This is the first post in the “Build Your Own Cloud” series (BYOC) of guides. Each BYOC post will help you build the foundation of your own personal, private cloud. Today I’m setting my sights on Pydio. Pydio is an Open Source platform that mimics the functionality of Dropbox. There are a few Open Source Dropbox-clones out there, including OwnCloud, which I’ve written about in the past. Pydio is definitely more visually aesthetic than OwnCloud, and quite possibly even Dropbox. It’s also packed full of features. Some of Pydio’s key features include the following.
- File Sharing – Web UI, Desktop Sync Client, & Mobile Apps
- Web Access – Drag and drop files from your desktop, view & edit files online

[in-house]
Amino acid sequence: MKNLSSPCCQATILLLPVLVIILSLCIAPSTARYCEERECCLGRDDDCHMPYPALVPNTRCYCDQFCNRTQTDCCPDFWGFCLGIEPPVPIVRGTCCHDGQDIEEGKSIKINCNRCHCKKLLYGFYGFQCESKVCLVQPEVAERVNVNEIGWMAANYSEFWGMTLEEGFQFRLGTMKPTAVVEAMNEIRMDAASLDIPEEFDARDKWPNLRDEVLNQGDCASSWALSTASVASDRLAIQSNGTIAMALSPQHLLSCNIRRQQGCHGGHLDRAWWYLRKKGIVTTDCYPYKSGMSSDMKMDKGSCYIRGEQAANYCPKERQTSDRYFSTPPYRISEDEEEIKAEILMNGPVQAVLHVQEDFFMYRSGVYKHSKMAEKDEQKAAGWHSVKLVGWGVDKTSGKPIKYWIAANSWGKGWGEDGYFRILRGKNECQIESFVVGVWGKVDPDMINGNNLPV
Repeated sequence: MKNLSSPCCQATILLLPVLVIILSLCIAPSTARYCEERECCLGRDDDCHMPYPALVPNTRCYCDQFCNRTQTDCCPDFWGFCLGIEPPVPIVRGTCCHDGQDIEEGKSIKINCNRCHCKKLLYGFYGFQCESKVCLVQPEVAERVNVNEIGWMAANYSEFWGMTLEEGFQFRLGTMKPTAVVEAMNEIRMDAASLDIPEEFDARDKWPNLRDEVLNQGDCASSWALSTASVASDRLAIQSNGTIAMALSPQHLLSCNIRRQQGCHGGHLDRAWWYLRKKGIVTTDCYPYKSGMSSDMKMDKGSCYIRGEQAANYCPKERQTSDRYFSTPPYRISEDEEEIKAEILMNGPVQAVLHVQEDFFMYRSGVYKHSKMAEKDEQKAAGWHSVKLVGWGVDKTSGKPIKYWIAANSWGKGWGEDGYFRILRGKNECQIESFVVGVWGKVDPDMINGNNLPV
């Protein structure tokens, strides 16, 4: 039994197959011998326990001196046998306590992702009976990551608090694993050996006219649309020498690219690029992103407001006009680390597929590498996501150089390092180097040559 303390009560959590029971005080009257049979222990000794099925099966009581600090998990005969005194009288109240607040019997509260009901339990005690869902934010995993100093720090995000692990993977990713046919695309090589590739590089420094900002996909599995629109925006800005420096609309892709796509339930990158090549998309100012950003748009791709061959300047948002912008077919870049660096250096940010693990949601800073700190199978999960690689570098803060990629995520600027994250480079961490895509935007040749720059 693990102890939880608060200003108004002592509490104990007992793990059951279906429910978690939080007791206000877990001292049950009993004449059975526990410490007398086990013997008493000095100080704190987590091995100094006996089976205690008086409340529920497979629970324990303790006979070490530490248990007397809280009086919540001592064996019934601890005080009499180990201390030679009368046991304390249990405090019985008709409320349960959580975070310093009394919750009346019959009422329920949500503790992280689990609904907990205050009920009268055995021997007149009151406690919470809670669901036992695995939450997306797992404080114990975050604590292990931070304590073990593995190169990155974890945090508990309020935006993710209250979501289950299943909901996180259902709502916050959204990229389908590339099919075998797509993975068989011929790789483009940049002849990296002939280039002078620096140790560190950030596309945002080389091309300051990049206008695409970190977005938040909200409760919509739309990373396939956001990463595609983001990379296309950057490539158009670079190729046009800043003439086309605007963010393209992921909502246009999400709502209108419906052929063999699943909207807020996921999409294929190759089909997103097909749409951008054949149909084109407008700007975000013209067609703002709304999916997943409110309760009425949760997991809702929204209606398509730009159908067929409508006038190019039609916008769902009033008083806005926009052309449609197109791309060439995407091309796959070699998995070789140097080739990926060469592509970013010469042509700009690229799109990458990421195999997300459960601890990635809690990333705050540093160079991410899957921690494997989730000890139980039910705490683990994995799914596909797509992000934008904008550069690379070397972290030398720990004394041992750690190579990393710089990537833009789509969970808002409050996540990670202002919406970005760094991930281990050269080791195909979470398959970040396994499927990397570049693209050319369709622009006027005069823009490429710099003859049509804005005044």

- Mobile Access – Native Android and iOS apps for phones and tablets
- Flexible Backend Storage – Works with AWS, OpenStack, Samba, FTP, and even Dropbox
- Directory Authentication – Will authenticate against LDAP, Active Directory, WordPress, Drupal, Google, and more
- Very Secure – Supports Encryption as well as File & Folder ACLs
- Compatible Platform – PHP-based & runs on LAMP or Windows IIS
It’s powerful enough to do everything Dropbox does, but you maintain control of your own data and personal information. You don’t have to pay a monthly fee to get large amounts of storage for you, or your company or even your family. Let’s get started.
Installing Pydio on Ubuntu 14.04
I’m installing Pydio on a virtual machine running Ubuntu 14.04, minimal server installation, with OpenSSH server running. First things first, let’s make sure everything is updated and upgraded.
# sudo apt-get -y update # sudo apt-get -y upgrade
We need to add the debian package sources for Pydio to sources.list.
# sudo nano /etc/apt/sources.list